Monday, 5 March 2018

Herbal Therapy: Fennel In Reduced Symptoms and Treatment of Estrogenic Deficiency Related Diseases

Kyle J. Norton

Fennel may have a potential effect in increased plantbase estrogenic levels in reduced risk of estrogen-related diseases, some scientists suggested.

Estrogen is a primary female sex hormone, responsible for the development and regulation of the female reproductive system and secondary sex characteristics.

Fennel (Foeniculum vulgare) is a plant species of genus, belongings to Apiaceae (Umbelliferae), native to the Mediterranean, used in traditional and herbal medicine as warming, carminative, antispasmodic, antidepressant agent and to stimulate the appetite, ease indigestion, soothe coughing, reduce intestinal spasms, to regulate the menstrual cycle and relieve PMS,...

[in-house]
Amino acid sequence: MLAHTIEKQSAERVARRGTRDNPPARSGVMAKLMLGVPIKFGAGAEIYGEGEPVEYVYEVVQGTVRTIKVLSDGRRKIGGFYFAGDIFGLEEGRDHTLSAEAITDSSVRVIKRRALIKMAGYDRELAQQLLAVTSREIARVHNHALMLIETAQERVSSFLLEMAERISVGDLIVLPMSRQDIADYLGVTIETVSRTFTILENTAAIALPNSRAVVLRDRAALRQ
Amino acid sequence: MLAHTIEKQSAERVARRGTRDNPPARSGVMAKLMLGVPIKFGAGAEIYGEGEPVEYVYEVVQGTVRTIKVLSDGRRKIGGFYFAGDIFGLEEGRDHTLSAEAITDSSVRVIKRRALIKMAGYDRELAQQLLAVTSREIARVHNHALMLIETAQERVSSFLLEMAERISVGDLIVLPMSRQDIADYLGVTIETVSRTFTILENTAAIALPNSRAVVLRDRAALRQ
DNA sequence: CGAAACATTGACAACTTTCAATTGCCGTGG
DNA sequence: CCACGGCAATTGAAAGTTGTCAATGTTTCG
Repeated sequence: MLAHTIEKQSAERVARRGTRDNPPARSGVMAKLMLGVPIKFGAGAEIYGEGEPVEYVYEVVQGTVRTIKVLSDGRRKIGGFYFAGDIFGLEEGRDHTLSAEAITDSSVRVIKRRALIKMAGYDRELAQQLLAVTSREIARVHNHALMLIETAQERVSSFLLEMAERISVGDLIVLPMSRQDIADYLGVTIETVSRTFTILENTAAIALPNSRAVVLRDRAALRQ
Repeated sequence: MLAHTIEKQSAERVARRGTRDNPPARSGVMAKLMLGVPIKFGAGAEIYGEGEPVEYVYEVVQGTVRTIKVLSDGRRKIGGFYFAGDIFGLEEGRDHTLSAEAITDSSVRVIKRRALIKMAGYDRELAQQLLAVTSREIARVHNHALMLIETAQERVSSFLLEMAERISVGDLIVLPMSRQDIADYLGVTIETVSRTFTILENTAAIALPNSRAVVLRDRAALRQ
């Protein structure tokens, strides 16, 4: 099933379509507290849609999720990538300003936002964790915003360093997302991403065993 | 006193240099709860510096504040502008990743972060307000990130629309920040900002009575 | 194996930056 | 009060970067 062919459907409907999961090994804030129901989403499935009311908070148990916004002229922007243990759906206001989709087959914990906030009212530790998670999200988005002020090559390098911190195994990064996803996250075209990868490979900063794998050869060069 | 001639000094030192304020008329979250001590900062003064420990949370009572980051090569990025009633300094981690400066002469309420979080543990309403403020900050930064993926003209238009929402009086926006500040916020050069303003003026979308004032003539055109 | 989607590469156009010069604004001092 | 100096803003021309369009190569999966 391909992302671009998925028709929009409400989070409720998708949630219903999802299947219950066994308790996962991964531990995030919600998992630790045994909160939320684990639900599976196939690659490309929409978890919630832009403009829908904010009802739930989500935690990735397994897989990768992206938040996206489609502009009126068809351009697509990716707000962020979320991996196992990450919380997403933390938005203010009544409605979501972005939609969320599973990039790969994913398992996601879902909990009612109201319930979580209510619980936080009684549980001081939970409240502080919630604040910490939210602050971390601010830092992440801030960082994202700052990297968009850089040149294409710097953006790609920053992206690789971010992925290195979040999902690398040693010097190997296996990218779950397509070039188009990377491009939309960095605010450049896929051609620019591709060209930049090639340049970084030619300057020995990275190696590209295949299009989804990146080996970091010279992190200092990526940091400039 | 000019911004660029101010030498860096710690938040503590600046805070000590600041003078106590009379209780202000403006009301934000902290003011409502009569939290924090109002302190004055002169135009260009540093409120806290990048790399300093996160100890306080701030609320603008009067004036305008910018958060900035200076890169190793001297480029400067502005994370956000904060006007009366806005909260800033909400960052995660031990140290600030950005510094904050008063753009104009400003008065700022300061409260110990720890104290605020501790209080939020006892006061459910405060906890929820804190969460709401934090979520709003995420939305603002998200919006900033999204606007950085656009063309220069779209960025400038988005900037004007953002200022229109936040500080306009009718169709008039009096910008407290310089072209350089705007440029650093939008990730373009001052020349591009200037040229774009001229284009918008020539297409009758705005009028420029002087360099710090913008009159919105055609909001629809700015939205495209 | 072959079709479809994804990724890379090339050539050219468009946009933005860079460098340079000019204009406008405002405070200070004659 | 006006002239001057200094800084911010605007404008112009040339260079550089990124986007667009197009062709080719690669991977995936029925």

1. Carbohydrates
2. Fiber
3. Protein
4. Thiamine (Vitamin B1)
5. Riboflavin (Vitamin B2)
6. Niacin (Vitamin B3)
7. Pantothenic acid (B5)
8. Vitamin B6
9. Folate (Vitamin B9)
10. Vitamin C
11. Calcium
12. Copper
13. Iron
14. Magnesium
15. Molybdenum
16. Phosphorus
17. Potassium
18. Zinc
19. Etc.

In the evaluation of the fennel estrogenic effect in inhibited the increased ectopic uterine motility in facilitated symptoms including pain in primary dysmenorrhea, researchers found that in compared to non-steroidal anti-inflammatory drugs (NSAIDs) in induction of severe adverse effects used for treatment in long-term therapy, application of fennel essential oil (FEO) of LD(50, 1326 mg/kg) in rat model, exerted a therapeutic effect in reduced expression of prostaglandin E(2) (PGE(2)) in induced muscle contraction.

Further analysis suggested that fennel essential oil reduced the intensity of oxytocin and PGE(2) induced uterine muscle contractions significantly (25 and 50 microg/ml for oxytocin and 10 and 20 microg/ml PGE(2), respectively without inducing mortality in tested subjects.

Abnormal production of prostaglandins E2 was found to associate to the intensity of symptoms of primary  dysmenorrhea, including vomiting, fever, diarrhea, and excessive uterine contraction.